SMEs urged to wage war against cartels

The Office of Fair Trading's 'complain, comply or confess' awareness campaign to educate small businesses about the dangers of cartels may have run its course, but it stresses that the message continues to be the same: stamp them out!

In the most straightforward terms, a cartel is an agreement – usually verbal and often informal – between businesses not to compete with each other. Cartels restrict competition and can result in higher prices, little or no choice and poorer quality goods and services for consumers and businesses.

Cartel members can agree on a range of matters from prices and output levels, to credit terms, which customers and areas they will supply, and who should win a contract (bid rigging). They can occur in practically any industry and can involve services or products at the retail, distribution or manufacturing level.

Small businesses in particular are vulnerable to the effects of cartels, a fact the OFT continues to emphasise. Says OFT press spokeswoman Kathryn Hinchliffe, “smaller businesses have less room for manoeuvre than larger companies, which can more afford to absorb the costs.” The OFT’s war against cartels aims to give small businesses “a better deal for themselves and their customers. It is in your best interest to learn the law.”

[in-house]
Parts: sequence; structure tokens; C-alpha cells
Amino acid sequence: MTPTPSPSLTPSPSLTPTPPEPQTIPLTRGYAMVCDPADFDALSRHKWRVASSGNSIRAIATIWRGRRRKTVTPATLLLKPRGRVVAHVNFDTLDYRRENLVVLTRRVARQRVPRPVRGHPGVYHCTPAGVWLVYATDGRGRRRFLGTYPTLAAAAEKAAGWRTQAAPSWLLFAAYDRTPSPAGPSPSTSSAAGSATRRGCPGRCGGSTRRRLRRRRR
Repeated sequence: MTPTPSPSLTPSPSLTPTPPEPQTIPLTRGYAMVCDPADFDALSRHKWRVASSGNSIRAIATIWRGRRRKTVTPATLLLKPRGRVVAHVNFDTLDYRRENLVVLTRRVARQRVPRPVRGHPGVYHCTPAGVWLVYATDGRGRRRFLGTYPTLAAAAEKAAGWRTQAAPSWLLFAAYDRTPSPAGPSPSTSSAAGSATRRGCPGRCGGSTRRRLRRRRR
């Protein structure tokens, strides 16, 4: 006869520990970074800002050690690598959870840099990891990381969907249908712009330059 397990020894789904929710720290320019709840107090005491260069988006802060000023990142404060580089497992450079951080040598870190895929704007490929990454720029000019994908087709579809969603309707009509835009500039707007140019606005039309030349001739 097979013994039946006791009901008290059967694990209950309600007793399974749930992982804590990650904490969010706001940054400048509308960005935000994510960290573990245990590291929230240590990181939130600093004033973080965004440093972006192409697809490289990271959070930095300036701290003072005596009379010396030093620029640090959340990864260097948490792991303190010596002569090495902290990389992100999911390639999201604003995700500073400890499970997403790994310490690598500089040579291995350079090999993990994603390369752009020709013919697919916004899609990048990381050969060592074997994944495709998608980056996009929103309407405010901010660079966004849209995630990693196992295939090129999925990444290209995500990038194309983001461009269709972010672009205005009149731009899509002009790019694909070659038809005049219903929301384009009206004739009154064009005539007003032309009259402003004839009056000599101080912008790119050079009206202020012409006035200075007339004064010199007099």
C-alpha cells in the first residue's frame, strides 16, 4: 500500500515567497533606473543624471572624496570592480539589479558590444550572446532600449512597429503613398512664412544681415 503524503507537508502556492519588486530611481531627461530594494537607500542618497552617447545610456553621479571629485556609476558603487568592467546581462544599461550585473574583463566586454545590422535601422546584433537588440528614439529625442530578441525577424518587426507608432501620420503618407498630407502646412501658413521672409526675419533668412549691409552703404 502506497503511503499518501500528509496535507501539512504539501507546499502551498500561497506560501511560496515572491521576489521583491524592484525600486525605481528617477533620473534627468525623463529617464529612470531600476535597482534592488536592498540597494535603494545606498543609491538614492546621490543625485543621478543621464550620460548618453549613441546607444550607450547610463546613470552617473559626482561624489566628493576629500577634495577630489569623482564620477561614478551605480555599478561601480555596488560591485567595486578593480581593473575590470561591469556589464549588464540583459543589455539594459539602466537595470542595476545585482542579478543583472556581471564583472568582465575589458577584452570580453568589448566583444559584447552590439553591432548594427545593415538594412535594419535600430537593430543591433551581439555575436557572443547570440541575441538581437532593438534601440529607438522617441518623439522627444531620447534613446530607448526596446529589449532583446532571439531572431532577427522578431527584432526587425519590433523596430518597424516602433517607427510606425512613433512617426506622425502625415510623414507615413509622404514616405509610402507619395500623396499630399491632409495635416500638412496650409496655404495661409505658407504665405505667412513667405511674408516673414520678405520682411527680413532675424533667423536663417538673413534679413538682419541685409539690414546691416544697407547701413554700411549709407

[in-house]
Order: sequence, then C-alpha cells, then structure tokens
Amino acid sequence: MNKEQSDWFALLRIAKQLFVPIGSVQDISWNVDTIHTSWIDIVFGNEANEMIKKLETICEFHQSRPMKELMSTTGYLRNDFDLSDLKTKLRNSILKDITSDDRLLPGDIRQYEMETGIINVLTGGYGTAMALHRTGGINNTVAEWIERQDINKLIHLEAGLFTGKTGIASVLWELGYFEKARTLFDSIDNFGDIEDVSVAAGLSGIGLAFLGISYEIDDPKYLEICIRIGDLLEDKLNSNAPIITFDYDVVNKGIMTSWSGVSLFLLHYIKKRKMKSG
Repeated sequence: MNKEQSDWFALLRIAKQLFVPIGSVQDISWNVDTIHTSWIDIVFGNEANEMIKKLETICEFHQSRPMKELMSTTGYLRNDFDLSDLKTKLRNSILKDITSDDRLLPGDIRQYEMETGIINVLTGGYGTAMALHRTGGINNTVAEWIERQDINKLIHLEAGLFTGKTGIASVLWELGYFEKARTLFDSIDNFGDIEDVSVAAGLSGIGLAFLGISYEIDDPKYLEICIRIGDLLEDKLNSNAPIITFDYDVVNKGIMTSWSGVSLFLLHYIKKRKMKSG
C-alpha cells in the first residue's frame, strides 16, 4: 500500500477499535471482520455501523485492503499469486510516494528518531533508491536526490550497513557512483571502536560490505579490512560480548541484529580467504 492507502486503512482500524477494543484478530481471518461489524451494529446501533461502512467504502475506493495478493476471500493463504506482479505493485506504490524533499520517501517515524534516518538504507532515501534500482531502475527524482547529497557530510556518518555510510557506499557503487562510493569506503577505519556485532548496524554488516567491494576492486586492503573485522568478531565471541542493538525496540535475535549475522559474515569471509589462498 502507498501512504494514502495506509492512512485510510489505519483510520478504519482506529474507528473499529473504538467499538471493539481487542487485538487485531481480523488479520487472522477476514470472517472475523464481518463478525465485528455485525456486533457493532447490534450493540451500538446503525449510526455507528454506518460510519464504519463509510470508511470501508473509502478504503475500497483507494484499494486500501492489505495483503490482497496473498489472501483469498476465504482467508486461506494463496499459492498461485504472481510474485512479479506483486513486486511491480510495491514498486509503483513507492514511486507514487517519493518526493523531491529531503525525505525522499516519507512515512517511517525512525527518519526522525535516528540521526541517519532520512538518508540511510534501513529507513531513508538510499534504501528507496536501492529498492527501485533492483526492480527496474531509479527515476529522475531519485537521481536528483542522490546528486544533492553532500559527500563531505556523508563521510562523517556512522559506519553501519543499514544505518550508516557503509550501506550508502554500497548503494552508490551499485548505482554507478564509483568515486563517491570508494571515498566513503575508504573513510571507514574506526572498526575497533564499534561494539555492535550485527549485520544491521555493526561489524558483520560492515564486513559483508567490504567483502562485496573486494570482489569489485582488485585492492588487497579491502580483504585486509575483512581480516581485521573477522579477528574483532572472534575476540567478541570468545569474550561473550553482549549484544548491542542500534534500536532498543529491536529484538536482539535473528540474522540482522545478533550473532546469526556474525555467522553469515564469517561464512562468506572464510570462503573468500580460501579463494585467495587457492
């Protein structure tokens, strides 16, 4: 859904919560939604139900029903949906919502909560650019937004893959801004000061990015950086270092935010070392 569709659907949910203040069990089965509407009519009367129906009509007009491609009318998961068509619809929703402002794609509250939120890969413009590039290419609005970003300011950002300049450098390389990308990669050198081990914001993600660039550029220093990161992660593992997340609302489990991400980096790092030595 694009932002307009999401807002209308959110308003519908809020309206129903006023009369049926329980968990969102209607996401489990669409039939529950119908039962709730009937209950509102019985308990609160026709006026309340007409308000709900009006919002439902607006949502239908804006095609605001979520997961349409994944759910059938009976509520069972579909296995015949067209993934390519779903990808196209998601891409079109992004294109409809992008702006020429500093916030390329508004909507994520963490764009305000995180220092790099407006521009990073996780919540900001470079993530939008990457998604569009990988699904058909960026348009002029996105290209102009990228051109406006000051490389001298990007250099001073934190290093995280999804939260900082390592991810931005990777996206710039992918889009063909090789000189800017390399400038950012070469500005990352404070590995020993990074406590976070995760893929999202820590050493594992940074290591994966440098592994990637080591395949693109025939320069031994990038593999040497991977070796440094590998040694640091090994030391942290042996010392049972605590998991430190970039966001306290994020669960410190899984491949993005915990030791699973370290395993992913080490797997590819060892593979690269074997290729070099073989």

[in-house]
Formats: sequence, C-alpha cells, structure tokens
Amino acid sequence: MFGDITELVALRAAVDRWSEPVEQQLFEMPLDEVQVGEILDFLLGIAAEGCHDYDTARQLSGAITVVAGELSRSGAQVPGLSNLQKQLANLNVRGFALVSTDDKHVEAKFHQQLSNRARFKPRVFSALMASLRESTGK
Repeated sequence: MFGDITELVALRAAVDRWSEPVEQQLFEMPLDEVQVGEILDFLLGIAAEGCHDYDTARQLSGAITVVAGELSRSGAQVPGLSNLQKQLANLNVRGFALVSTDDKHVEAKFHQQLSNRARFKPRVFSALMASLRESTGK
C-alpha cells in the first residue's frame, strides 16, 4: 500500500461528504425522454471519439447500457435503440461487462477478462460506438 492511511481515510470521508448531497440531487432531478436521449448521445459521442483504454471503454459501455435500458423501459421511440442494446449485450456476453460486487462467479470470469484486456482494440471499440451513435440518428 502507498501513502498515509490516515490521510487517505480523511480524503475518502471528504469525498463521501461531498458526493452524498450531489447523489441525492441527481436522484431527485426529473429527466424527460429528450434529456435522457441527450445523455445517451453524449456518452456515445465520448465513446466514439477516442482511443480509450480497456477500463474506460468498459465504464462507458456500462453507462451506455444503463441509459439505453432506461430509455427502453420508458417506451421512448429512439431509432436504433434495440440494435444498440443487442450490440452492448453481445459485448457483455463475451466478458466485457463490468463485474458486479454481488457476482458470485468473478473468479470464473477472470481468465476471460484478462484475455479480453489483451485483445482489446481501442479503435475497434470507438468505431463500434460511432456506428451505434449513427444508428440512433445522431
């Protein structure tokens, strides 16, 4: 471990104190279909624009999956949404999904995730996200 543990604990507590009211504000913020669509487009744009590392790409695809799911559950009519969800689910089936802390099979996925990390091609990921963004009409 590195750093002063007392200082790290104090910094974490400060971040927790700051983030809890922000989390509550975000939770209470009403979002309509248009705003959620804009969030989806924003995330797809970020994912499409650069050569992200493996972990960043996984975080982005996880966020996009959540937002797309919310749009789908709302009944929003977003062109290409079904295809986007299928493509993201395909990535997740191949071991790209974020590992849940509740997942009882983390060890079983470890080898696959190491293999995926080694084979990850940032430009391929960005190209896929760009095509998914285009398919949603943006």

Although small businesses are often the victim of a cartel, they might, in certain circumstances, be an actual member of a cartel without knowing. To those small businesses who think they might be a member, Hinchliffe says they should approach the OFT to “gain immunity.” Her comments relate to the OFT’s leniency programme, which provides immunity from fines to the first member of a cartel that comes forward and confesses. The benefits of this are obvious – cartel members can be fined up to 10% of their UK turnover for up to three years under the Competition Act 1998.

To complain if you suspect local companies are operating a cartel, phone the 24-hour OFT Cartel Hotline on 020-7211 8888. To avoid the heavy penalties for anti-competitive behaviour, to check that you are complying with the Competition Act 1998 or to find out more about the advantages of the leniency programme, visit the OFT’s website at .

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